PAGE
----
Do you avoid swimming pools and hot tubs, but dive willingly into the ocean when you’re spending the day at the beach? It may not be as clean at you think, and chances are, it’s just as dirty as that community swimming pool you’ve been avoiding. On average, 35 million people get sick from dirty beach water every year!
According to the Environmental Protection Agency, some 10 trillion gallons of untreated wastewater end up in public swimming areas every year. Where is all this waste coming from? According to a new report from the National Resources Defense Council (NRDC), untreated sewage and spillage from wastewater treatment plants, along with oil, trash, and fertilizers from yards and farm fields, and numerous other unknown sources are responsible for raising levels of illness-causing bacteria in beach water to unsafe levels.
According to Rodale, the most common side effect of swimming dirty water is diarrhea, but dysentery, pinkeye, and a host of other illnesses are other possible symptoms.
Every year, NRDC rates 200 of the most popular U.S. beaches based on bacteria levels and local public agencies’ responses to excessive levels (states receiving federal funds to maintain their beaches must test bacteria levels). They say the most polluted beaches in the U.S. are in the Great Lakes region, where more than 70 percent of all combined sewers in the United States are lurking. Find out how safe your beach is in NRDC’s new searchable database of all 3,000 beaches the group analyzed.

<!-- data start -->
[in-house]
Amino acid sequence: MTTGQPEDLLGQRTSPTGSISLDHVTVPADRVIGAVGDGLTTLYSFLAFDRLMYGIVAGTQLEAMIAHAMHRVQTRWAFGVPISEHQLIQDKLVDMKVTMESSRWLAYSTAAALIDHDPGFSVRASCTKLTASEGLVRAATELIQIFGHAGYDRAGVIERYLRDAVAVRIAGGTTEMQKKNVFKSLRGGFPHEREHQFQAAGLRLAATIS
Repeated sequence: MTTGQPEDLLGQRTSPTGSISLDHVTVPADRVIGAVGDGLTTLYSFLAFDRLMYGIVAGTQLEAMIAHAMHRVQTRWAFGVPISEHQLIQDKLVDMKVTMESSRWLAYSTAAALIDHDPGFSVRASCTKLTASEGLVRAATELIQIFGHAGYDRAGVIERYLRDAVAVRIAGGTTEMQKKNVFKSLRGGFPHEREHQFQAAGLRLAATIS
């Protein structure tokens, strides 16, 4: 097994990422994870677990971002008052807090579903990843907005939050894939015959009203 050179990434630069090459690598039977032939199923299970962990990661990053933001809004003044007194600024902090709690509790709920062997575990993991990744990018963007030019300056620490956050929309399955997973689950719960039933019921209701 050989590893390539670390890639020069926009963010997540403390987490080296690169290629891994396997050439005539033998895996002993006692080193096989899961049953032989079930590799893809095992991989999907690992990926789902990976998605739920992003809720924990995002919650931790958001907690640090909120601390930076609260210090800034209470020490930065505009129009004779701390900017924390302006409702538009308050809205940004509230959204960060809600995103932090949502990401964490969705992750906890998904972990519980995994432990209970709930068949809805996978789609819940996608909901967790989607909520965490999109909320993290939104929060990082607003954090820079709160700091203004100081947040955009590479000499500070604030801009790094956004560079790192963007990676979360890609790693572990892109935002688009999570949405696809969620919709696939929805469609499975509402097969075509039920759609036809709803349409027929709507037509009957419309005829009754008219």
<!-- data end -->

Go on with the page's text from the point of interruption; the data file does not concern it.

This year’s list of five-star-rated beaches:
Alabama: Gulf Shores Public Beach
Alabama: Gulf State Park Pavilion
California: Bolsa Chica Beach
California: Huntington State Beach, Brookhurst Street
California: Newport Beach, 38th Street, 52nd/53rd Street
Delaware: Dewey Beach
Maryland: Ocean City at Beach 6
Minnesota: Park Point Franklin Park/13th Street South Beach
Minnesota: Park Point Lafayette Community Club Beach
New Hampshire: Hampton Beach State Park
New Hampshire: Wallis Sands Beach at Wallis Road
Texas: South Padre Island (Town of South Padre Island)
Be safe and smart on your beach vacations by following these recommendations NRDC:
• Clean up after yourself and your pets to prevent garbage and dog waste from getting into the water.
• If you’re a boater, dispose of your sewage properly onshore.
• Choose beaches that are next to open waters or away from urban areas. They typically pose less of a health risk than beaches in developed areas or in enclosed bays and harbors with little water circulation.
• Look for pipes along the beach that drain stormwater runoff from the streets, and don’t swim near them.
• Avoid swimming in beach water that is cloudy or smells bad.
• Avoid swimming for at least 24 hours after heavy rains, which can wash pollution into the water).